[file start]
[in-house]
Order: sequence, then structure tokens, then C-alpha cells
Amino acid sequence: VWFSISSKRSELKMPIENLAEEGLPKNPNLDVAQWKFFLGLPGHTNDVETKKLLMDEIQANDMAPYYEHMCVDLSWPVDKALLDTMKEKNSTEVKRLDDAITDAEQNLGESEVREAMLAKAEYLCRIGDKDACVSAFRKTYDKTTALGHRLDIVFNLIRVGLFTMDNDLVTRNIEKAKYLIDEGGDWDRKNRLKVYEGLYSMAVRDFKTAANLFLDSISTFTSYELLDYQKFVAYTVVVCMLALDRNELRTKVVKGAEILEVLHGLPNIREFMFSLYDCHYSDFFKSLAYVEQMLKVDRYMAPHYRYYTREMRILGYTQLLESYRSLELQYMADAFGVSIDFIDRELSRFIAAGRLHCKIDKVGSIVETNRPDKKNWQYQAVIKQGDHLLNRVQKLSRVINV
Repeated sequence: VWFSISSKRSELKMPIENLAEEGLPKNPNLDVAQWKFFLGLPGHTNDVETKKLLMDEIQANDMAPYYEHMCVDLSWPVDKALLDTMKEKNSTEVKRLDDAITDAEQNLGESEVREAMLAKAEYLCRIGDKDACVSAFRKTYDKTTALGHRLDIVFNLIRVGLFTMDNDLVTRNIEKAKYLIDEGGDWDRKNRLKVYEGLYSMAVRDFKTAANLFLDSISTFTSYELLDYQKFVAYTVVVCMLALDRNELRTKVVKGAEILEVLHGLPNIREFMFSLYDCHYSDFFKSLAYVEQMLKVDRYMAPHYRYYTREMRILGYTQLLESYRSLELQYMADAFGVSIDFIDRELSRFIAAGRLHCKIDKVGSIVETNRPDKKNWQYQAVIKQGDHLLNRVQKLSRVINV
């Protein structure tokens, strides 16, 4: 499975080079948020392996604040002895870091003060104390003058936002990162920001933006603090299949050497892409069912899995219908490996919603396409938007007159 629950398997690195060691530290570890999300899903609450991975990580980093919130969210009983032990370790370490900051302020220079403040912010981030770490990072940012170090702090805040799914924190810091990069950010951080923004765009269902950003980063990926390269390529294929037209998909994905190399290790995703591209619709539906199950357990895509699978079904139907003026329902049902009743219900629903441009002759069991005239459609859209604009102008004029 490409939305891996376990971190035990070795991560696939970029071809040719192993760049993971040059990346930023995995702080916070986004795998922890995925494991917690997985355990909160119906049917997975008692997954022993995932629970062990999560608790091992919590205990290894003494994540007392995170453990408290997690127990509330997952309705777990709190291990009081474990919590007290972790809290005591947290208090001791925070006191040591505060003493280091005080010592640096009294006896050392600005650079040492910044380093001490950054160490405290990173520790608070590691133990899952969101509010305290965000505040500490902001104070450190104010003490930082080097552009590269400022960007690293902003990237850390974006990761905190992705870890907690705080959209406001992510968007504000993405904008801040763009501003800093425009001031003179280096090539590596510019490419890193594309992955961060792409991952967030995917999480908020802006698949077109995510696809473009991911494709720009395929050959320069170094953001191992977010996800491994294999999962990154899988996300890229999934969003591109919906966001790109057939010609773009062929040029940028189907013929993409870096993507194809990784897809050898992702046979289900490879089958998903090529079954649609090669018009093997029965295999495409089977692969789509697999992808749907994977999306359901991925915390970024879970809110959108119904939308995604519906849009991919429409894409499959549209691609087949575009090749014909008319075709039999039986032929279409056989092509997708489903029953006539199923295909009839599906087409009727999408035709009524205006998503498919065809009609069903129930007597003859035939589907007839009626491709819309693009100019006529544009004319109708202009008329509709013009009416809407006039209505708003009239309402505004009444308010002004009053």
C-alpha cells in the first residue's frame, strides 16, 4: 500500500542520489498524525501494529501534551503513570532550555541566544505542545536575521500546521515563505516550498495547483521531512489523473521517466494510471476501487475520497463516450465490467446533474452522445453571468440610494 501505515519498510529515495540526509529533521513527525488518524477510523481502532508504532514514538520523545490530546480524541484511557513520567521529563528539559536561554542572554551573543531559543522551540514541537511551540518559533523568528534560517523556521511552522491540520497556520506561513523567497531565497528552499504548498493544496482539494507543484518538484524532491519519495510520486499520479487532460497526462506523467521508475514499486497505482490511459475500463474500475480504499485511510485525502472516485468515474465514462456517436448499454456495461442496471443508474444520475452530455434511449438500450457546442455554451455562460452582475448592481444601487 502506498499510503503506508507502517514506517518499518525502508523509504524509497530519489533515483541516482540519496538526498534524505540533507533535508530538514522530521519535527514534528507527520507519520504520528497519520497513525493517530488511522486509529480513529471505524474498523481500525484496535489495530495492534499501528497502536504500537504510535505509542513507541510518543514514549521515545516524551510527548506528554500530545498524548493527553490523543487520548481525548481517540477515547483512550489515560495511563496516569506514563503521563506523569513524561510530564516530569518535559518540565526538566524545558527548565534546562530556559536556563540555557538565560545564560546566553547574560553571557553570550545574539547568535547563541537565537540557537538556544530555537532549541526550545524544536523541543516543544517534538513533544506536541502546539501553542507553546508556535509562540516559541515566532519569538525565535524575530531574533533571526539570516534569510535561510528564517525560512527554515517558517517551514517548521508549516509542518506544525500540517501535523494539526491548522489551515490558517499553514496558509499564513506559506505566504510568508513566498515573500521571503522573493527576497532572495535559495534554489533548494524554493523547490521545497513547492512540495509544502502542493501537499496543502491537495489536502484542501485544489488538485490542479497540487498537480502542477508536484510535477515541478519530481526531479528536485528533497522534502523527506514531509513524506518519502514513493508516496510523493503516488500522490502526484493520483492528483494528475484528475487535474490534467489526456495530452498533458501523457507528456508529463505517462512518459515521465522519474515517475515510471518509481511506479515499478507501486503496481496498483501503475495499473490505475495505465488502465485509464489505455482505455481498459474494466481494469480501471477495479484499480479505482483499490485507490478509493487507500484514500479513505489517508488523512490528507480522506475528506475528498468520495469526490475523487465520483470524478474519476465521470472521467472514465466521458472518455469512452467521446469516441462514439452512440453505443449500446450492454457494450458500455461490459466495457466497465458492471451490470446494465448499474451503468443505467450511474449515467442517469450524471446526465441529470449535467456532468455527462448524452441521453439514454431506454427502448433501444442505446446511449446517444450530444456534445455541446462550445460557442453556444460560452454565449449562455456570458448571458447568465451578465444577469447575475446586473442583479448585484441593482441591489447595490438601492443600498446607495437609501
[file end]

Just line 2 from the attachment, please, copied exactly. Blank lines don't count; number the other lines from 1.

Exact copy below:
Order: sequence, then structure tokens, then C-alpha cells